Monday, 20 December 2010

Fears over homelessness in Wales as cuts bite

Following Wrecsam Council's decision to cease funding Shelter Cymru I thought it would be appropriate to reproduce this article from the BBC Wales website:
A perfect storm of job losses and housing benefit cuts will increase homelessness at a time of squeezed budgets, support groups say.

Shelter Cymru warns of "problems on all fronts", while other organisations fear the worst is yet to come.

Rough Sleepers Cymru said there was already a huge spike in the number of people coming forward.

The Department for Work and Pensions said it had worked to bring fairness to a system that was "ineffective".

However, there is concern the situation will get worse when cuts to housing benefits and public sector job losses kick in.

Joy Kent, director of Cymorth Cymru which is the umbrella body for organisations helping people to find and keep their homes, said the future was "scary".

"We're already seeing an increase in demand for services and a fall in income for those services to be provided so it's a double whammy," she added.

Other groups working at the sharp end say they are seeing a big rise in people getting into difficulties.

Tim Paddock, chairman of Rough Sleepers Cymru, said: "Already we're seeing a huge increase in homeless presentations - the numbers are up massively.

"Normally we would get a little spike as we go into the cold period. It's gone up more than I've ever seen since I've been working in the homeless sector [eight years]."

The number of households classed as homeless in Wales rose 10% between June 2009 and June this year.

That rise was partly driven by an increase in people who lost accommodation that was tied to a job, or occupants who were required by a landlord to leave a rented property.

But Mr Paddock added: "The first wave [of homeless people] in the recession was people on short-term contracts and part-time employees.

"As we move on into these benefit changes, what you will see is that many vulnerable individuals are affected - people with mental health issues, or a learning disability, or a personality disorder or people who came through the care system."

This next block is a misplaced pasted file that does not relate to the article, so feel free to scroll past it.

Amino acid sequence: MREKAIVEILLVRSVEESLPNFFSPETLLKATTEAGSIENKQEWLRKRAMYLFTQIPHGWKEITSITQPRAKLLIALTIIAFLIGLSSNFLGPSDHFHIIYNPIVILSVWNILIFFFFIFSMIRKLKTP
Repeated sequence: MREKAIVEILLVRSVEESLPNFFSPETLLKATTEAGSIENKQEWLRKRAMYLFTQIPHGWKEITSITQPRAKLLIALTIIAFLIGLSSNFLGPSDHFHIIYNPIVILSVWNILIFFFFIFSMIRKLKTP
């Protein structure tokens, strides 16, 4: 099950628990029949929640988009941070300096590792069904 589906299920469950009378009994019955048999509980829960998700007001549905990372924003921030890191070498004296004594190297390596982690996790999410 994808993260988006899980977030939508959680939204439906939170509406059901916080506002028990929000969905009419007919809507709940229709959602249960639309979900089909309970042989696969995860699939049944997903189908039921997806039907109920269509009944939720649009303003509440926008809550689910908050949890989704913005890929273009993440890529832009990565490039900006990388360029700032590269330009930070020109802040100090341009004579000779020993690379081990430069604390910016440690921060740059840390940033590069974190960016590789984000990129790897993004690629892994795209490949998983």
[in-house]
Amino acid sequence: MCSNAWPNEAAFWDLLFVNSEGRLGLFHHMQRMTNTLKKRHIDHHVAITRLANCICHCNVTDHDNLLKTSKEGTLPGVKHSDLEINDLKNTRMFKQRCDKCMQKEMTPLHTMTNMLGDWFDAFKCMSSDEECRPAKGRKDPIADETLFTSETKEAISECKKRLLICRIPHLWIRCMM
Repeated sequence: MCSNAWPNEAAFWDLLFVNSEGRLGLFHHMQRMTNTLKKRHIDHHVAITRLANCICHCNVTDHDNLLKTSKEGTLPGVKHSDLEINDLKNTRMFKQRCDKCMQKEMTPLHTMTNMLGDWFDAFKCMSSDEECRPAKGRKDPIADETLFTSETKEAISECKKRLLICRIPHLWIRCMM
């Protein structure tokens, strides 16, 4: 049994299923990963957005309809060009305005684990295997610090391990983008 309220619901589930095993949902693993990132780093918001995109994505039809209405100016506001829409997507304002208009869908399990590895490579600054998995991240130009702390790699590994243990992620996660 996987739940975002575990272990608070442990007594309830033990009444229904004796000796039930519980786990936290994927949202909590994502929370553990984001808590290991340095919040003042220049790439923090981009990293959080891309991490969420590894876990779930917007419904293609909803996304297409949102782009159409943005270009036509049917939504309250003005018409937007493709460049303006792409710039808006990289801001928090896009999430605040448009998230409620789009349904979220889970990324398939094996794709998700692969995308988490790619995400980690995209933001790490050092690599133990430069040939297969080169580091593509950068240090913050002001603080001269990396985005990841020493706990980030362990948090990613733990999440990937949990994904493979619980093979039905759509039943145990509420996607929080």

'Big concern'

Ceri Dunstan, of Shelter Cymru, said as well as redundancies, problems were also being caused by reduced working hours and people not being able to make rent or mortgage payments.

"I think we're going to see a lot more people falling into difficulties in the private rented sector - that's going to be the big concern for us," she said.

"Some of the changes being brought in [by the UK government]... if you've been on Jobseekers' Allowance for 12 months or more, your housing benefit will be cut by 10%.

"We're talking about people who are in poverty anyway and I think our opinion is that it's perverse and bizarre and we can't see what the reasoning behind that is."

Other benefit changes include an expected reduction in Local Housing Allowance payments and new limits on the amount paid according to the size of a property.

The Department for Work and Pensions said it had worked to bring fairness to a system that was "ineffective, wildly expensive and entirely unsustainable".

A spokesperson said: "Housing benefit has spiralled out of control over the last decade, costing taxpayers billions every year and plunging thousands of vulnerable people into an unbreakable cycle of benefit dependency.

"Working families should not have to pay to support a benefits system which allows people to live in properties they themselves could never afford.

"We know that many people will make up any shortfall in housing benefit, or renegotiate their rent with landlords. But we have also tripled the money available for discretionary payments, with £140m being made available over the next five years, to support those most vulnerable."